Sunday, May 31, 2015

Marcela Turati

A freelancer for the magazine Proceso and founder of the “Journalists on Foot Network,” Marcela Turati became a journalist because she thought it was “a way to change things.” She specializes in covering violence, especially cartel-related violence, focusing on its victims and its impact on Mexican society with the aim of increasing awareness of this issue. It was not an easy choice in what is the western hemisphere’s deadliest country for journalists, one where physical safety is a constant challenge for those daring to cover sensitive subjects.

When she started out, she assumed there was no difference between a male journalist and a female one. Nowadays she thinks otherwise. “It’s much more difficult for a woman to be sent to a dangerous area (...) you have to work two or three times as hard to be able to go. I don’t know if it’s due to machismo or overprotectiveness, but you have to work harder than the men.”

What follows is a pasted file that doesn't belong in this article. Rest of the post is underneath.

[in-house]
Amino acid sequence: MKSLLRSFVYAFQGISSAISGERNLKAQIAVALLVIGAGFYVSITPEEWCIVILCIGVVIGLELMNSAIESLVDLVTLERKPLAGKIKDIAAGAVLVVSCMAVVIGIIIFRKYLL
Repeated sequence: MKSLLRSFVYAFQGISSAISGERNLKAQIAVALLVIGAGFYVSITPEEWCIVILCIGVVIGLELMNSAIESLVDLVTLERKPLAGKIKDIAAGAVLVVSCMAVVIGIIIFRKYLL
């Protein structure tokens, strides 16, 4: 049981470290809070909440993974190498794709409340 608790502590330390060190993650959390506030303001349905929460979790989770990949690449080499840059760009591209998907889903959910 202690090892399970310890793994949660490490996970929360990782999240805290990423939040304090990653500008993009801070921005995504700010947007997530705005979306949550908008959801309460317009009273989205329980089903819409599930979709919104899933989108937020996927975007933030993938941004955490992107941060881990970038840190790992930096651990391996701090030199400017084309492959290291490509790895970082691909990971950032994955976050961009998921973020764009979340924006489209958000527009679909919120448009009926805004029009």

She is concerned not just about this form of discrimination but also about the sexual harassment to which women journalists are exposed. She has found that the problem is not taken seriously. Women are doubted when they report sexual harassment. They are regarded as crazy or hysterical. People think they are seeking attention. To improve the situation of women journalists, Turati insists on the importance of combatting impunity, conducting investigations with a gender perspective and offering appropriate protection to victims.

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